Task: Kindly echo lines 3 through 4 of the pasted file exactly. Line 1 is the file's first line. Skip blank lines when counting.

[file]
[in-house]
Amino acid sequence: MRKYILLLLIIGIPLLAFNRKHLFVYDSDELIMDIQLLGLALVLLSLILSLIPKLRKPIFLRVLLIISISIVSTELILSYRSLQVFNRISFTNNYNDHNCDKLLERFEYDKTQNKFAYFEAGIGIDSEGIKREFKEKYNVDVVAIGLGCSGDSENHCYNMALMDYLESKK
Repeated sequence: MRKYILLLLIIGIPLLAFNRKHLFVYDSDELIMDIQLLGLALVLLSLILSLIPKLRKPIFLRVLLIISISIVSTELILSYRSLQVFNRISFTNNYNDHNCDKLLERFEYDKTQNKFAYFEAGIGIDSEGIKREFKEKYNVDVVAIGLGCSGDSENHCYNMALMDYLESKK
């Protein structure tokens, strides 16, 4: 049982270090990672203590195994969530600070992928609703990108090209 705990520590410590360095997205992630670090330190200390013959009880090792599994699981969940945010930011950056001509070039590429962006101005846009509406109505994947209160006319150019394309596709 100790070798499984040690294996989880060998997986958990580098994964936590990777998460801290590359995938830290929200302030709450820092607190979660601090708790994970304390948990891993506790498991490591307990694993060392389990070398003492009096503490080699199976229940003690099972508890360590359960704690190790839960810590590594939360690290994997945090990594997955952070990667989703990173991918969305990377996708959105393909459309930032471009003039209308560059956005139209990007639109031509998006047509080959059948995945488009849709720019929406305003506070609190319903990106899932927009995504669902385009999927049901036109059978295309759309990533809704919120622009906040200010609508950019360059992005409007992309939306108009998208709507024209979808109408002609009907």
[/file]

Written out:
Repeated sequence: MRKYILLLLIIGIPLLAFNRKHLFVYDSDELIMDIQLLGLALVLLSLILSLIPKLRKPIFLRVLLIISISIVSTELILSYRSLQVFNRISFTNNYNDHNCDKLLERFEYDKTQNKFAYFEAGIGIDSEGIKREFKEKYNVDVVAIGLGCSGDSENHCYNMALMDYLESKK
């Protein structure tokens, strides 16, 4: 049982270090990672203590195994969530600070992928609703990108090209 705990520590410590360095997205992630670090330190200390013959009880090792599994699981969940945010930011950056001509070039590429962006101005846009509406109505994947209160006319150019394309596709 100790070798499984040690294996989880060998997986958990580098994964936590990777998460801290590359995938830290929200302030709450820092607190979660601090708790994970304390948990891993506790498991490591307990694993060392389990070398003492009096503490080699199976229940003690099972508890360590359960704690190790839960810590590594939360690290994997945090990594997955952070990667989703990173991918969305990377996708959105393909459309930032471009003039209308560059956005139209990007639109031509998006047509080959059948995945488009849709720019929406305003506070609190319903990106899932927009995504669902385009999927049901036109059978295309759309990533809704919120622009906040200010609508950019360059992005409007992309939306108009998208709507024209979808109408002609009907």